Manual testing and automation testing are two approaches to software testing, with key differences in how they are carried out and the benefits they offer. Here are the main differences between manual and automation testing:

 Testing Approach:

Manual testing involves human testers manually executing test cases and verifying the expected outcomes against the actual results. It requires human intervention at each step of the testing process, including test case creation, test execution, and result analysis. On the other hand, automation testing involves the use of software tools to automate the execution of test cases and the comparison of actual results with expected outcomes.

 Test Case Creation:

In manual testing, test cases are created and documented manually by testers based on their understanding of the application under test (AUT) and its requirements. In automation testing, test cases are written in a programming language or a script using automation testing tools, which can automatically generate test cases or convert manual test cases into automated scripts.

Test Execution:

In manual testing, test cases are executed by human testers who manually perform actions on the AUT, observe the results, and record them. In automation testing, test cases are executed by automation tools that run the automated scripts and perform actions on the AUT, compare the results with expected outcomes, and generate test reports.

Test Maintenance:

In manual testing, if there are changes in the AUT, the test cases need to be updated manually, which can be time-consuming and prone to human error. In automation testing, if there are changes in the AUT, the automated scripts may need to be updated to reflect those changes, which can be faster and more efficient compared to manual testing.

Test Speed and Efficiency:

Automation testing is generally faster and more efficient compared to manual testing, as automated scripts can execute repetitive tasks quickly and accurately, and can be run multiple times with different data sets. Manual testing, on the other hand, relies on human testers who may be slower in execution and may not be as consistent in their results.

Test Coverage:

Automation testing is typically well-suited for repetitive tasks and large-scale testing efforts, which can result in higher test coverage. Due to time and resource constraints, manual testing may have limitations regarding test coverage.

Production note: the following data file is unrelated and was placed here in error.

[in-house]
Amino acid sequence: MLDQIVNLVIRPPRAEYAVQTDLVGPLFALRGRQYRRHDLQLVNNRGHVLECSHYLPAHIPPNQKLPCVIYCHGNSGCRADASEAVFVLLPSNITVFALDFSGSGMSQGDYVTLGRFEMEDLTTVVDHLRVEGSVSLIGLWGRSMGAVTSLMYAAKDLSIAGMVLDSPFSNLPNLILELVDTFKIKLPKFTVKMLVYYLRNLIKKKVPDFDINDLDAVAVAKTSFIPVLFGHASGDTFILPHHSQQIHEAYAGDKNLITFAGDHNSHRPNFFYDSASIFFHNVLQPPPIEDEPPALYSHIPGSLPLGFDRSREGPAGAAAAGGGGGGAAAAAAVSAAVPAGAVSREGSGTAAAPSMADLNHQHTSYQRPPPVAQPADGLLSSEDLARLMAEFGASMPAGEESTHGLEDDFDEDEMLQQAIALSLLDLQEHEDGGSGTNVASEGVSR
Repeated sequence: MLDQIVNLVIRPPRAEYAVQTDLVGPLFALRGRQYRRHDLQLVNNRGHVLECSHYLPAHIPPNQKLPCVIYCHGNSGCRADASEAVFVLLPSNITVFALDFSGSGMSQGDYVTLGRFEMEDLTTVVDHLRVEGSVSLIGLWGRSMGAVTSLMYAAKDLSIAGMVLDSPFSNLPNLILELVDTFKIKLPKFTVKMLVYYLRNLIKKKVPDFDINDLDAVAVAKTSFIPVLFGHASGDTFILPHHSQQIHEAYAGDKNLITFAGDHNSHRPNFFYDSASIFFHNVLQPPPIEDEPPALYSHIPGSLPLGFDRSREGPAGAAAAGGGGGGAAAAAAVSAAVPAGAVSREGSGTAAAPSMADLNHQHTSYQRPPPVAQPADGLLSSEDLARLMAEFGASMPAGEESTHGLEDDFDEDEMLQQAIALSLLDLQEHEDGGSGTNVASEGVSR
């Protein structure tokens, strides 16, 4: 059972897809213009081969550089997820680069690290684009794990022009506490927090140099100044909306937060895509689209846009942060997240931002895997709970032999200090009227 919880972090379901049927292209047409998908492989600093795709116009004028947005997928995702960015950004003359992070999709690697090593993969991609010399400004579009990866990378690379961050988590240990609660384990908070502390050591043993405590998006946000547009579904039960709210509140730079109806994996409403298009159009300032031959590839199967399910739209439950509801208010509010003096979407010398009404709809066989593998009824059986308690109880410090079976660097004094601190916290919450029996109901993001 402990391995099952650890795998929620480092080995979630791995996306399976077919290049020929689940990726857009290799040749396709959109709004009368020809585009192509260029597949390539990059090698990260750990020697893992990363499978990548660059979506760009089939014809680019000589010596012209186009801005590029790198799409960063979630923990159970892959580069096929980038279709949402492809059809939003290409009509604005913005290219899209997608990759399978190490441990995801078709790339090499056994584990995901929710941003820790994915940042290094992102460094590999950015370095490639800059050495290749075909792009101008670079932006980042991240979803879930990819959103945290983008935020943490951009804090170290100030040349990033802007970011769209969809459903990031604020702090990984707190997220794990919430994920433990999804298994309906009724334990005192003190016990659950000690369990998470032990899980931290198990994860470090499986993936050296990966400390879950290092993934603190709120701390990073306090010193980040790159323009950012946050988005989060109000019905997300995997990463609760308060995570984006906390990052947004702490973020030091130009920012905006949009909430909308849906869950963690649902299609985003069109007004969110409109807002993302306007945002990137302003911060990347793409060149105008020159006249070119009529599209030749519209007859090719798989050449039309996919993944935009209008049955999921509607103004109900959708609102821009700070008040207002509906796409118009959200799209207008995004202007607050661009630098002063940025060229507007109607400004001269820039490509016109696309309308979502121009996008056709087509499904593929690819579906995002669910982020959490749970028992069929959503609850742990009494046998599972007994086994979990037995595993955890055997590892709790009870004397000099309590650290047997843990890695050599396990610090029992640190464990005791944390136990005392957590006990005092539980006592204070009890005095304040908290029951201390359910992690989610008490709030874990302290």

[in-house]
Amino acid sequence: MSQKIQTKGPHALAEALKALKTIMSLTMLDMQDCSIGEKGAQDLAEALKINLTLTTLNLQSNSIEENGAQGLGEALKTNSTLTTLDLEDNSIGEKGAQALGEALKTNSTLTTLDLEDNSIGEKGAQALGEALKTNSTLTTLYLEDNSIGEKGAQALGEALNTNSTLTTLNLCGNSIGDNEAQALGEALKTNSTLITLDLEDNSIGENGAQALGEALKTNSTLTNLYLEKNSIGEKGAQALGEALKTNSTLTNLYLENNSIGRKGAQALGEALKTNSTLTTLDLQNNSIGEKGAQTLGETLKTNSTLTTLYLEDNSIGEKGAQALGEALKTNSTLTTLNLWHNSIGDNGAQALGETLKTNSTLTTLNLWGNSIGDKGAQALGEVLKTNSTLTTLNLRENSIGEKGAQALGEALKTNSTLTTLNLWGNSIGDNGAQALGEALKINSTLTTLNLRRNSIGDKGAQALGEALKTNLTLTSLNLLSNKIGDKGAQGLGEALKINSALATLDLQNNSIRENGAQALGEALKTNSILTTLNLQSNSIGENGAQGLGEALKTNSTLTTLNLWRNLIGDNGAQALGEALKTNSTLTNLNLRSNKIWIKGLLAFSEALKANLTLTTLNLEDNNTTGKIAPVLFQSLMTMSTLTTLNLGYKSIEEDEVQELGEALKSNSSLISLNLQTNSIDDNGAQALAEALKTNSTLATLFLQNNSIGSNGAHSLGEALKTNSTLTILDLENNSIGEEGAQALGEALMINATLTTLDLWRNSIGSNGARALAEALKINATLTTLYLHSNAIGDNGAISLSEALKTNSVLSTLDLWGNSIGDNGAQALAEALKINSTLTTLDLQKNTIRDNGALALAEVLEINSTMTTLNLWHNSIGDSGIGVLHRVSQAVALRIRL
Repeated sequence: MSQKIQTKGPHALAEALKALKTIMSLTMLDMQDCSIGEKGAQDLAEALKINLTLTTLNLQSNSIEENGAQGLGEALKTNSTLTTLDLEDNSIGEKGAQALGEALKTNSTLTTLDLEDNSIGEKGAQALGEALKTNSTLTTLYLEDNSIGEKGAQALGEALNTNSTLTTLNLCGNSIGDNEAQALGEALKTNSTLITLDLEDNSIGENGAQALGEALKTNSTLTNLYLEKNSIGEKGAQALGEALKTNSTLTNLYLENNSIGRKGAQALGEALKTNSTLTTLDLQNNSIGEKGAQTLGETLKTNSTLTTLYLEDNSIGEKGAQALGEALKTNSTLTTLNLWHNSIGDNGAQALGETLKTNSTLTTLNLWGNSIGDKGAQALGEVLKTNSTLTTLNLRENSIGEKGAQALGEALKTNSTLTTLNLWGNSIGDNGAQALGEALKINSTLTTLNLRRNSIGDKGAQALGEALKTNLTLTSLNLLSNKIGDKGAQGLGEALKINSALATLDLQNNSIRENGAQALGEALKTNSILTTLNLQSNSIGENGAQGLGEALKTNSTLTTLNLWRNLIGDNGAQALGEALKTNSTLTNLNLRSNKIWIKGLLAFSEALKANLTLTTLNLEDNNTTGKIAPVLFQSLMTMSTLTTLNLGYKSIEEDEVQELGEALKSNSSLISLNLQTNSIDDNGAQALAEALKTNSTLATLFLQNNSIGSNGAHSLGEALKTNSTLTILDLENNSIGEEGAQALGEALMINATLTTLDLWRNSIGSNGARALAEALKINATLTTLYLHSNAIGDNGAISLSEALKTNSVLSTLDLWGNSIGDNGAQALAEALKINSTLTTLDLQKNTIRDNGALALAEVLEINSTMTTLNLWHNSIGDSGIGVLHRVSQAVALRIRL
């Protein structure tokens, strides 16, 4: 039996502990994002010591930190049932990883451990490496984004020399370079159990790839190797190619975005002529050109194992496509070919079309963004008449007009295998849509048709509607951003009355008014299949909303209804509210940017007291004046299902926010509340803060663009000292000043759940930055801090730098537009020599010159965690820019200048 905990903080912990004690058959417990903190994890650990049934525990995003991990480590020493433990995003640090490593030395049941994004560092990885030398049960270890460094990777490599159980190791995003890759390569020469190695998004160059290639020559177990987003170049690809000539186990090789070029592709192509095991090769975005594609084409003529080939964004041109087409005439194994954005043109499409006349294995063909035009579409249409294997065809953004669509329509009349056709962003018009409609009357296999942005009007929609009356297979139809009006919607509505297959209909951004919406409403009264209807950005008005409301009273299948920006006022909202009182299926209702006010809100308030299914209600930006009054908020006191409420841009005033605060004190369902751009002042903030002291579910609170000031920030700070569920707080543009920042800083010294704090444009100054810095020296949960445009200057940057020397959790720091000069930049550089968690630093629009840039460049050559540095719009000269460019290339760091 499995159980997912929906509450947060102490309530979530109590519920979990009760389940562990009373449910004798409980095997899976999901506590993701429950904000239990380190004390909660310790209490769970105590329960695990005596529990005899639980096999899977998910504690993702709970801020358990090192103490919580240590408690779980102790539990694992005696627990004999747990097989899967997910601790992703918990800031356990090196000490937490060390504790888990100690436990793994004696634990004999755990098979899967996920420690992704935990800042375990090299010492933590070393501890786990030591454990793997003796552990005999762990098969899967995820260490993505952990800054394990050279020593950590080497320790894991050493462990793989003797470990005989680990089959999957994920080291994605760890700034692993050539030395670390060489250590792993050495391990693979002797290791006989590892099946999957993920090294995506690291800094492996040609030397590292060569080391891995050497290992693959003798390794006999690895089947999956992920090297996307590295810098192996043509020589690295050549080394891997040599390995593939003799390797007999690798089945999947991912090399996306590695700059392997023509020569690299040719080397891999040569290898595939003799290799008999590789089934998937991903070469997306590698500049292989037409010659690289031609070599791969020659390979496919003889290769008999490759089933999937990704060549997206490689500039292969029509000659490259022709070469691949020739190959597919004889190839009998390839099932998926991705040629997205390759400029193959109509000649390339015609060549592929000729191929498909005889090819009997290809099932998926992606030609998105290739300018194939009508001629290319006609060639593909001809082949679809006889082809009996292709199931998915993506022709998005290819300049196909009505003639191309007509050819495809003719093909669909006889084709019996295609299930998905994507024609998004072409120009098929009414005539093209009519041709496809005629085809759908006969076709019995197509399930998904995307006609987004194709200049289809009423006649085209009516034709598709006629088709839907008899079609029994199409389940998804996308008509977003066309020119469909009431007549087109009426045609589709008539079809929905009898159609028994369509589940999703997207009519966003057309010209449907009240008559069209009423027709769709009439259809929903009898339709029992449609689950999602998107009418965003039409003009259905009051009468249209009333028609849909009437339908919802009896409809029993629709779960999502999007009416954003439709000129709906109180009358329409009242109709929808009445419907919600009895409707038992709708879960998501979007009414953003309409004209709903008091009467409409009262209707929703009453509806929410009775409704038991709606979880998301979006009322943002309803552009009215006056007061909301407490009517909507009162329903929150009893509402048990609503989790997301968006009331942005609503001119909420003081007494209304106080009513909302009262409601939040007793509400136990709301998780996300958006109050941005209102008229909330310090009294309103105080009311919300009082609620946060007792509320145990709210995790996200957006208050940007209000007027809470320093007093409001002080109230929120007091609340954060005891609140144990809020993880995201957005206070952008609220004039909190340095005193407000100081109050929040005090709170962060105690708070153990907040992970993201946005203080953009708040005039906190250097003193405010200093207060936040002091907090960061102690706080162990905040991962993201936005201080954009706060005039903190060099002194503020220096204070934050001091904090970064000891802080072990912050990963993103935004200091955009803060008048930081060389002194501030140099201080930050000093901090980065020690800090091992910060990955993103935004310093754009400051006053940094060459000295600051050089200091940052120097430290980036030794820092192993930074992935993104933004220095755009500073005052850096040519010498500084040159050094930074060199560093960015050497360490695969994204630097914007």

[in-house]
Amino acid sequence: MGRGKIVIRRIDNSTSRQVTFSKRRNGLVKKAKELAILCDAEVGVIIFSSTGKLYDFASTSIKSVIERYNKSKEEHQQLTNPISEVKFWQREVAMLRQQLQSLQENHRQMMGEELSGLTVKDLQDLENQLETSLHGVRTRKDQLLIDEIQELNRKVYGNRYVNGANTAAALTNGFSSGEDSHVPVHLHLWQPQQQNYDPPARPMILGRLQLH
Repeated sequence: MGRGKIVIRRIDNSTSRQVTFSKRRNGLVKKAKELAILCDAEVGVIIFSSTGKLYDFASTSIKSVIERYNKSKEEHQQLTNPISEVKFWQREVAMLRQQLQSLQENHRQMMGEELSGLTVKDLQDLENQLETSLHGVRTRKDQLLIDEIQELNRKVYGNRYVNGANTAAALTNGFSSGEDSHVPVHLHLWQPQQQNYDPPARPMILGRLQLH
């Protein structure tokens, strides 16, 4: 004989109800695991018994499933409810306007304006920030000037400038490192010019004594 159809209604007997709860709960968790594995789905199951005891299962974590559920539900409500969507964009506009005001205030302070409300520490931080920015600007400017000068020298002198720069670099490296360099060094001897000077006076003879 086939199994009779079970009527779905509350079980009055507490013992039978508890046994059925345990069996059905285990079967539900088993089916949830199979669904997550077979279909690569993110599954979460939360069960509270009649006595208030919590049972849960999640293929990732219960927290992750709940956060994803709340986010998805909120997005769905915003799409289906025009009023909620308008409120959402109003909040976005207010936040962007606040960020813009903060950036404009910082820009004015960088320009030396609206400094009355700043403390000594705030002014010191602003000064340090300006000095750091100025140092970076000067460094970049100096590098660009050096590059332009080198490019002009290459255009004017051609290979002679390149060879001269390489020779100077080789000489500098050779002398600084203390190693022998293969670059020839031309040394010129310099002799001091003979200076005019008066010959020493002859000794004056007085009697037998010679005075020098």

Human Judgement:

Manual testing allows for human judgment and intuition, as testers can apply their domain knowledge, experience, and creativity to identify defects that automated scripts may not catch. Automation testing, on the other hand, relies solely on predefined test cases and may not catch defects that require human intuition.

Cost and Time:

Automation testing may require an initial investment in automation tools and infrastructure setup, which can increase upfront costs. However, automation testing can be cost-effective and time-saving over the long run. It can help catch defects early in development and reduce the need for repetitive manual testing. Manual testing may be more cost-effective in small-scale testing efforts or when human judgment is critical.


 In summary, manual and automation testing have key differences in testing approach, test case creation, test execution, test maintenance, test speed and efficiency, test coverage, human judgment, and cost and time considerations. The choice between manual and automation testing depends on the software testing effort’s specific requirements, resources, and goals. Both approaches have their strengths and weaknesses, and a combination of both manual and automation testing may be ideal in many testing scenarios.

As a leading IT Institute in Pune we offer Software Testing Classes in Pune.